Prospective suicide bombers face longer jail terms if money collected from the public is not repaid.
Six men who were referred to in court as “Al Qaeda terrorists” posed as charity fundraisers in Birmingham to fund a plot to let loose suicide bombers across the UK and have been ordered to pay back over £33,000 .
The group intended to detonate up to eight rucksacks full of explosives in an offensive designed to be more lethal than the 7/7 bombings in London.
Motivated by Al Qaeda’s “Inspire” magazine, they also spoke of sticking blades to a truck and driving it into crowds of people.
Leader of the pack, Irfan Naseer, along with Ashik Ali, Irfan Khalid, Bahader Ali, Mujahid Hussain and Rahin Ahmed were all jailed for a total of 51 years for offences which included attending terrorist training, fundraising for terrorism and plotting a bombing campaign in the UK.
The potential bombers tried to fund the attack by wearing high-vis vests and pretending to be street collectors for registered charities, fooling hundreds of Muslims across Birmingham.
Last week Judge Mr Justice Henriques, sitting at Woolwich Crown Court, ordered the men to pay back £33,032.87 – with the majority being paid to Muslim Aid and the remainder to Madrasah-e-Ashraful Uloom in Bordesley Green.
The men have three months to repay the money which they had collected over 23 days in charity tins and buckets, or each will face additional time in jail.
A sum of the money was used to purchase a car, while two thirds of the charity funds was lost by the clique’s “treasurer” in a online trading stock market account when he left his computer for just a few minutes to make a cup of tea.
The gang was finally prevented from carrying out their master plan after bugs were concealed in their cars and their Balsall Heath explosives factory, which conveyed the detailed planning back to police.
The men were caught bragging about the mayhem they would cause and criticised the 7/7 suicide bombers for not killing enough people because they had not put nails into their devices in 2005.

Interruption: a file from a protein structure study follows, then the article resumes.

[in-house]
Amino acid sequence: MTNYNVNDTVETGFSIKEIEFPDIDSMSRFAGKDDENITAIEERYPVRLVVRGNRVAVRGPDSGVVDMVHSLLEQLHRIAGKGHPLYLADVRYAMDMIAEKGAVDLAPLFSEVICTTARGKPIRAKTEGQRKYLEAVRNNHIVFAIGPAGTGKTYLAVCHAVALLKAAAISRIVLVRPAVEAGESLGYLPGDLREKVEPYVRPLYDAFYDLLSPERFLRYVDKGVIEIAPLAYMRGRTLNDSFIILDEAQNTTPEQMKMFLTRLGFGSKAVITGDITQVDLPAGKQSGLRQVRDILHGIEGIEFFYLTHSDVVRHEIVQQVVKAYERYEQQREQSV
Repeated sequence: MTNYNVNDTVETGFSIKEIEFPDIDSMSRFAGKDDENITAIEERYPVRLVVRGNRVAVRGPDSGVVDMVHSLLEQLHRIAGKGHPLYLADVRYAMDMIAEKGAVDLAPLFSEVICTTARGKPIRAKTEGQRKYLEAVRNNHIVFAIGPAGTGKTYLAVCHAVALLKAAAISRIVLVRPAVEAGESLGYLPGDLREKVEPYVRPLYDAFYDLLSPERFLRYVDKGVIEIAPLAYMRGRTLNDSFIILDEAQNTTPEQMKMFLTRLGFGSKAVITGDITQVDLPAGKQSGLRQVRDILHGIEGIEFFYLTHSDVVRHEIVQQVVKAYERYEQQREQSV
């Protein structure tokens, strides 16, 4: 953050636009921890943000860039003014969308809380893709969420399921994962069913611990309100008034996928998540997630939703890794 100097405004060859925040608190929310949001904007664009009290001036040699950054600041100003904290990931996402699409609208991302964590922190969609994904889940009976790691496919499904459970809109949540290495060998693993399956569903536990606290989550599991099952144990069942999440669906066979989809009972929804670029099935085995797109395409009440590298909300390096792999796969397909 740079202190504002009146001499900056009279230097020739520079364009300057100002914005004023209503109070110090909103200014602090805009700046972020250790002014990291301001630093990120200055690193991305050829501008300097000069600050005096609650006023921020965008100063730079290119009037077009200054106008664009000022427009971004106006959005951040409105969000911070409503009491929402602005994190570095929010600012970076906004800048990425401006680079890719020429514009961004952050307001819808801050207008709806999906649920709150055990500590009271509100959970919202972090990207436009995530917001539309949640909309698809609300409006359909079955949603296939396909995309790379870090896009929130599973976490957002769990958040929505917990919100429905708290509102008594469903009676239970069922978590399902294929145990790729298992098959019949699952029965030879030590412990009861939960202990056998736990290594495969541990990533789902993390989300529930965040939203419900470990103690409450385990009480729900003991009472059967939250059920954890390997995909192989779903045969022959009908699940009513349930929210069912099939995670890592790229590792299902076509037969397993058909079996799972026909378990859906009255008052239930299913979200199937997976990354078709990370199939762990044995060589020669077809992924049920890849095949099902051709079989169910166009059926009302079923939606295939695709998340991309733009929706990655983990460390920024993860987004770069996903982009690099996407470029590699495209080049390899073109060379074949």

The cell also spoke of mixing poison with hand cream and spreading it on car doors overnight to initiate a mass killing when people headed to work in the morning.
At their trial last April Mr Justice Henriques told the men: “Your plot had the blessing of Al Qaeda and you intended to further the aims of Al Qaeda.”
Detective Superintendent Shaun Edwards, head of investigations for the West Midlands Counter Terrorism Unit said: “Our first priority was always to put these dangerous men behind bars. But it was also important to us that we got the money back for the charity.
“The amount stolen represents donations made by thousands of generous members of the public, given to support the needy. We were appalled that anyone could pose as an official collector and then steal the money to fund crime.”
Karen Jones of the Crown Prosecution Service Counter Terrorism Division added: “The two charities only received in total about £2,500 from the thousands of pounds that was effectively stolen from the community to fund a potentially deadly terrorist attack.
“The court order demonstrates that our fight against terrorism is not limited to removing dangerous individuals from our streets, it also involves removing the funds that allow terrorists to travel abroad and plot to cause loss of life in this country.”
A spokesperson for Muslim Aid welcomed the confiscation order brought under the Proceeds of Crime Act and said the funds will be “used toward providing help to the homeless and the hungry in Britain”.